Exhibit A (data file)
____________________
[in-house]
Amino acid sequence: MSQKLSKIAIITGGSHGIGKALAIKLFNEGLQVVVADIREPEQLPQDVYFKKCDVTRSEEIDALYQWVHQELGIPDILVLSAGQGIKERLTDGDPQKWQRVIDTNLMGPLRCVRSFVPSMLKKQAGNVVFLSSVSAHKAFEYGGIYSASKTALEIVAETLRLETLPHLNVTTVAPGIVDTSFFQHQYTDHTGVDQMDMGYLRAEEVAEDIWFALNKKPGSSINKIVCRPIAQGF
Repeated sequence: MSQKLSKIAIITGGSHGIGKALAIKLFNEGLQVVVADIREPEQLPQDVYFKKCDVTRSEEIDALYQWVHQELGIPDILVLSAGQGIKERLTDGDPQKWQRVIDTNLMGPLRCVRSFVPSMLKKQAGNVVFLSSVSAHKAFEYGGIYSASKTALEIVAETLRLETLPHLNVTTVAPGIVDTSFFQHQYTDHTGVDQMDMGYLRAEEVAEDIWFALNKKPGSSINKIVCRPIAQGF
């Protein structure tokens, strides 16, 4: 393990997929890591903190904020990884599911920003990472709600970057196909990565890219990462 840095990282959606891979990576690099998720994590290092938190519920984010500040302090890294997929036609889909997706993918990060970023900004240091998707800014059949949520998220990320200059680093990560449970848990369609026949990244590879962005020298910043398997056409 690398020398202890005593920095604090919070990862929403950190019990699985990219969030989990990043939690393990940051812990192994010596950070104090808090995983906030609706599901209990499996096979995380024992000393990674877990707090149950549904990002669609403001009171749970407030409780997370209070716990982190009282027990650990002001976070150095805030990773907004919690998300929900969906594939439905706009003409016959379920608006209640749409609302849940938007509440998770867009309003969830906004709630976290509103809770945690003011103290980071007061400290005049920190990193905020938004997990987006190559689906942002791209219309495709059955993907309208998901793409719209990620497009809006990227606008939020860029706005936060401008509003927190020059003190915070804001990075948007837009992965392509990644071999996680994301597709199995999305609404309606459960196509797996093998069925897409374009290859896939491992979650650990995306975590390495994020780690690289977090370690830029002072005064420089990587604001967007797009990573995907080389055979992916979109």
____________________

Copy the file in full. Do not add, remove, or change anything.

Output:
[in-house]
Amino acid sequence: MSQKLSKIAIITGGSHGIGKALAIKLFNEGLQVVVADIREPEQLPQDVYFKKCDVTRSEEIDALYQWVHQELGIPDILVLSAGQGIKERLTDGDPQKWQRVIDTNLMGPLRCVRSFVPSMLKKQAGNVVFLSSVSAHKAFEYGGIYSASKTALEIVAETLRLETLPHLNVTTVAPGIVDTSFFQHQYTDHTGVDQMDMGYLRAEEVAEDIWFALNKKPGSSINKIVCRPIAQGF
Repeated sequence: MSQKLSKIAIITGGSHGIGKALAIKLFNEGLQVVVADIREPEQLPQDVYFKKCDVTRSEEIDALYQWVHQELGIPDILVLSAGQGIKERLTDGDPQKWQRVIDTNLMGPLRCVRSFVPSMLKKQAGNVVFLSSVSAHKAFEYGGIYSASKTALEIVAETLRLETLPHLNVTTVAPGIVDTSFFQHQYTDHTGVDQMDMGYLRAEEVAEDIWFALNKKPGSSINKIVCRPIAQGF
């Protein structure tokens, strides 16, 4: 393990997929890591903190904020990884599911920003990472709600970057196909990565890219990462 840095990282959606891979990576690099998720994590290092938190519920984010500040302090890294997929036609889909997706993918990060970023900004240091998707800014059949949520998220990320200059680093990560449970848990369609026949990244590879962005020298910043398997056409 690398020398202890005593920095604090919070990862929403950190019990699985990219969030989990990043939690393990940051812990192994010596950070104090808090995983906030609706599901209990499996096979995380024992000393990674877990707090149950549904990002669609403001009171749970407030409780997370209070716990982190009282027990650990002001976070150095805030990773907004919690998300929900969906594939439905706009003409016959379920608006209640749409609302849940938007509440998770867009309003969830906004709630976290509103809770945690003011103290980071007061400290005049920190990193905020938004997990987006190559689906942002791209219309495709059955993907309208998901793409719209990620497009809006990227606008939020860029706005936060401008509003927190020059003190915070804001990075948007837009992965392509990644071999996680994301597709199995999305609404309606459960196509797996093998069925897409374009290859896939491992979650650990995306975590390495994020780690690289977090370690830029002072005064420089990587604001967007797009990573995907080389055979992916979109």